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Trip home

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I’m home, dear readers! Thank you for your forbearance as I focused on my parents rather than the blog for the duration of the trip.

As you can imagine, it was wonderful to see my parents. My mother had a stroke last year and is confined to a wheelchair, and my dad (who turns 89 in a few days) is her primary caretaker, so Older Daughter and I tried to be as useful as we could during our visit. (Unfortunately I had to work three of the days I was there, but such is life.)

My parent’s home is comfortable and filled with photos, cards, and other evidence of the warm family life they’ve cultivated during their marriage.

Here’s a hallway of photos. What’s not visible is the rest of the photos – the entire angled hallway is filled with pictures.

Last year, my parents celebrated their 65th wedding anniversary. I wasn’t there for the party, but they kept the decorations up. This August, they’ll hit 66 years.

The mantel has cards from kids and grandkids.

One morning while my mom was napping, Older Daughter and I snuck out to walk the beach. The marine layer made for cloudy and somewhat chilly conditions, but we walked a good distance up the shoreline.

We saw gulls feeding on (presumably) sand crabs. It was nice to see gulls acting like gulls, rather than feathered rats rummaging for garbage.

We found a dead crab that was entirely whole, rather than broken into bits. No doubt the seagulls feasted on it later.

We walked until we hit the section of beach that was cordoned off for snowy plover nests. Then we turned around…

…and retraced our steps back to the parking area.

Afterward we stopped at a used bookstore (because, of course) and looked over their selection.

I chuckled at this cartoon.

However this book bag displayed on the wall hit a bit too close for comfort.

On Saturday, Older Daughter and I drove to the airport and picked up Younger Daughter. It was so good to see her! She had been in Norfolk, Virginia for a week of  training, and afterward flew out to California to join us at my parents’ house. Unfortunately Older Daughter and I were leaving the next day (Sunday morning), so we made the most of our short time together.

At one point the girls and I went for a walk around the neighborhood to stretch our legs. It wasn’t until halfway through this walk that the girls remembered we were going to give my dad an early birthday celebration (since we would be gone by his actual birthday on July11). So we made tracks to a nearby grocery store and purchased a small cake and a fancy novelty candle that, when lit, opens up into petals and plays a tinny version of Happy Birthday.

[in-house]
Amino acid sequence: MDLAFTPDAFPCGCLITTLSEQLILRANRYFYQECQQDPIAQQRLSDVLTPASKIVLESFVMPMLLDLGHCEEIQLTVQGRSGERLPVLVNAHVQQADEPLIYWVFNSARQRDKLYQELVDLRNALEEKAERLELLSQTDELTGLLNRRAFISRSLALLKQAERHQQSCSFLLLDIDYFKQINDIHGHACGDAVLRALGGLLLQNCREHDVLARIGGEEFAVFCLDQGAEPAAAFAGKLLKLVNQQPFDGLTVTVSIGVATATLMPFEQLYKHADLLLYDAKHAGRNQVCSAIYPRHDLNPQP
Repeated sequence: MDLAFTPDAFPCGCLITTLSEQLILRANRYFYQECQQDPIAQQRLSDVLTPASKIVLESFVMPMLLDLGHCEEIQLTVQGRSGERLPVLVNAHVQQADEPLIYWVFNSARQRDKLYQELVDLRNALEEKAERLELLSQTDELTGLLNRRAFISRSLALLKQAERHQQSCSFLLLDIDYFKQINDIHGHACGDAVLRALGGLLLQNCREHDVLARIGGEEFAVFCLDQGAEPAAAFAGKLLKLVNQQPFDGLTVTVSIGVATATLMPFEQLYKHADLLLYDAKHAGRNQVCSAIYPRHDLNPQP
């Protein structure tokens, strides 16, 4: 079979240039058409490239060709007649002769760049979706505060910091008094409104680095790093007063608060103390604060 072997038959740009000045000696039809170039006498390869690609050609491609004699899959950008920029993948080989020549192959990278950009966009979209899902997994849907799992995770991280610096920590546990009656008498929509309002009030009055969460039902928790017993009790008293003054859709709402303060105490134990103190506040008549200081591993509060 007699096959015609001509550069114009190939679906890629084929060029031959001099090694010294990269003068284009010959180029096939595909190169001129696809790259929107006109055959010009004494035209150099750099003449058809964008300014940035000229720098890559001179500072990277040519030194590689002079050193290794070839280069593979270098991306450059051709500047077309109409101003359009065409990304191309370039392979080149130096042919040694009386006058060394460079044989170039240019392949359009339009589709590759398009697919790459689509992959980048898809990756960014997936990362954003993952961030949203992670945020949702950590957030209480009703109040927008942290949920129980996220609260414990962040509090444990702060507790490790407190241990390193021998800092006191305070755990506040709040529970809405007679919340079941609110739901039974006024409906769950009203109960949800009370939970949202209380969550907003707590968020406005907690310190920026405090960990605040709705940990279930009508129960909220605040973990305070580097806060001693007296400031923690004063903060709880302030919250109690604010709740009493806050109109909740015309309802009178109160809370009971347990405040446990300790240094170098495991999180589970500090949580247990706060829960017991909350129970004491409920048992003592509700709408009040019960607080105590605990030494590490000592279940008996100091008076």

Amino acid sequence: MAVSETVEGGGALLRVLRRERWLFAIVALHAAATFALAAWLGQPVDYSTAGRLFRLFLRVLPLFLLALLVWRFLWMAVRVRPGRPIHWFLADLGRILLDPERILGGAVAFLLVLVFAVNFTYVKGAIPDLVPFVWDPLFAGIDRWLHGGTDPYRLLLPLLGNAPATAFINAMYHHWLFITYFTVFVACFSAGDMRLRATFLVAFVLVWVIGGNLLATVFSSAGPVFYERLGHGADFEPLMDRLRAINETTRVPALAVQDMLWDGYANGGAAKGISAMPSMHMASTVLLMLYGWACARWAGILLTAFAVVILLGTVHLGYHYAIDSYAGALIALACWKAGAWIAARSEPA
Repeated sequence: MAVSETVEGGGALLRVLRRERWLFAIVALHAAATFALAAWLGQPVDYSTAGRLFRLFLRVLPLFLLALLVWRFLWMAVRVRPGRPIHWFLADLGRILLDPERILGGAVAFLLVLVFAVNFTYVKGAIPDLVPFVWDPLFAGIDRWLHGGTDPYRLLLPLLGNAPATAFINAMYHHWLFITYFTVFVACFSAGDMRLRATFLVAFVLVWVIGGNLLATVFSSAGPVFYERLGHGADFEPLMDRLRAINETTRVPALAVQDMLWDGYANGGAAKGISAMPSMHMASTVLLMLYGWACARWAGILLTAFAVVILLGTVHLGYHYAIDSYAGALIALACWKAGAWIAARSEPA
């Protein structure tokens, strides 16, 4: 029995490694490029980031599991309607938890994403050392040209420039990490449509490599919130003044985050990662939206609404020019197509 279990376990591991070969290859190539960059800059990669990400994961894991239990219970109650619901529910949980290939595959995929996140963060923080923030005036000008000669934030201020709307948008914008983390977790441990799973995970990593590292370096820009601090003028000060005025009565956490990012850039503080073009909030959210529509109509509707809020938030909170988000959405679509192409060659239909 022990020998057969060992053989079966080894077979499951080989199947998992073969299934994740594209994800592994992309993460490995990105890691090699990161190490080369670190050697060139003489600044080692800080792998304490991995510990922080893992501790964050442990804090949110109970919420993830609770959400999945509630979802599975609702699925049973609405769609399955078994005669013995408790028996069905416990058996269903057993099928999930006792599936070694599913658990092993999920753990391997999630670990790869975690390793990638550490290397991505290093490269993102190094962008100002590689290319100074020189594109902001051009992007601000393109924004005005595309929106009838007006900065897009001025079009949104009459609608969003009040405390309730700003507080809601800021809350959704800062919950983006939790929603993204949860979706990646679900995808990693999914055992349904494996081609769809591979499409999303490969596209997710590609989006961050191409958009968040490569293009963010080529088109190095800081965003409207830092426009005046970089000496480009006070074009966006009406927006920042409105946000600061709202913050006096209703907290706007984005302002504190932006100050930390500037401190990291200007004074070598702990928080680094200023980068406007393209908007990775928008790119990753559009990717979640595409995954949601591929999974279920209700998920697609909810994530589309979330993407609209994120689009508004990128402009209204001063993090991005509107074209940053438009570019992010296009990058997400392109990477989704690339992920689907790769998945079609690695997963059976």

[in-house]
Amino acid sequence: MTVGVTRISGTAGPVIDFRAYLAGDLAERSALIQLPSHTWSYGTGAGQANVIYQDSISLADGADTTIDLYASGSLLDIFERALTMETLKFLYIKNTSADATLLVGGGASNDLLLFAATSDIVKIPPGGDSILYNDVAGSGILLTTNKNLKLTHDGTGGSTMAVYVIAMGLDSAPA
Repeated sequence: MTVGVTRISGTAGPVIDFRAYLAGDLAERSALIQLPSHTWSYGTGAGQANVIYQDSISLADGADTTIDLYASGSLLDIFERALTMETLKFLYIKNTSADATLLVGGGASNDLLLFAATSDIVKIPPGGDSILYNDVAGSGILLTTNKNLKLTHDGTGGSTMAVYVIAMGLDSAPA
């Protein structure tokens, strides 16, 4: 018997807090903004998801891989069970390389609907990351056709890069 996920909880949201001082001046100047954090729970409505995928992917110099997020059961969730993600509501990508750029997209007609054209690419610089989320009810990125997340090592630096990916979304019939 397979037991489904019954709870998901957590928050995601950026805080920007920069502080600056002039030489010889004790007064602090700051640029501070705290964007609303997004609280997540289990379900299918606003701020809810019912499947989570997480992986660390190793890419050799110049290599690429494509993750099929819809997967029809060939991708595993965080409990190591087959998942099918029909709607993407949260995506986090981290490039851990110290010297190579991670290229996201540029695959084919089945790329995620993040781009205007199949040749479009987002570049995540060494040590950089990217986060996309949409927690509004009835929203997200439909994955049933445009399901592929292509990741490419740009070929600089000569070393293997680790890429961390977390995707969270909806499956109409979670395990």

Well, my dad loved it. I’m so glad the girls remembered!

The next morning, Older Daughter and I made our painful goodbyes and hit the road. We had two days of hard travel ahead of us.

The first leg of the trip is along the I-5 corridor, which has very few urban areas and is mostly irrigated farmland.

However at one point we passed as massive – massive – cattle facility. It must have been a mile long. I was driving so couldn’t grab any photos, but it had sun shades (glad to see it, as it was about 100F) over feeding troughs. As I told Don later, there must have been a hundred thousand head of cattle there.

Later I looked it up and saw we were passing Harris Ranch, California’s largest beef producer. What I want to know is, how did I not notice this on my previous trips to California? Seriously, this is the kind of thing I would remember, and I don’t recall seeing it at all. Go figure.

Here’s an aerial photo someone else took, which shows the industrial scale of the facility:

After many hours, we hooked around Sacramento and proceeded east over the Sierras on Hwy 80.

At Donner Summit, we stopped to swap drivers. I noticed this stack of huge boulders, maybe 10 feet high.

We spent the night in Reno (a place where you can get excellent room rates even at fancy casinos, as long as you stay outside the weekend). The next day we had a long – long – day of driving ahead of us, well over 12 hours. Much of it was desert.

Here’s a prison a distance outside of Winnemucca. Signs along the highway instruct drivers not to pick up hitchhikers.

Here’s the Winnemucca “W” overlooking the town.

Not far from the “W,” there’s also what looks like a massive private home. Massive. Yowza.

We crossed into eastern Oregon and continued north on Hwy 95. At a jog in the road called Burns Junction is an abandoned gas station with one structure collapsed. Literally that’s all there is to Burns Junction.

As we approached the tiny hamlet of Rome, Oregon…

…the skies opened up and it pounded rain for a few minutes.

Finally we got home. After over 12 hours on the road, we were wiped. Unfortunately we’ve barely been able to stop. During my absence, Don was fencing fencing fencing. The day after we got back, I had to work (covering for an absent coworker), though Older Daughter and I made a fast dash into the city – four hours round trip – to return the rental car.

Today Don started fencing early in the morning while I took both Mr. Darcy and Lihn (the parrot) to the vet for checkups and a beak trimming.

So close to Independence Day, everyone in town had thrown themselves into patriotic displays, which I liked.

To make things even more exciting, I decided to do Camp NaNoWriMo this month, so I’ve been typing away at a new story.

Phew! This has been a busy two weeks. But at least I’m home.


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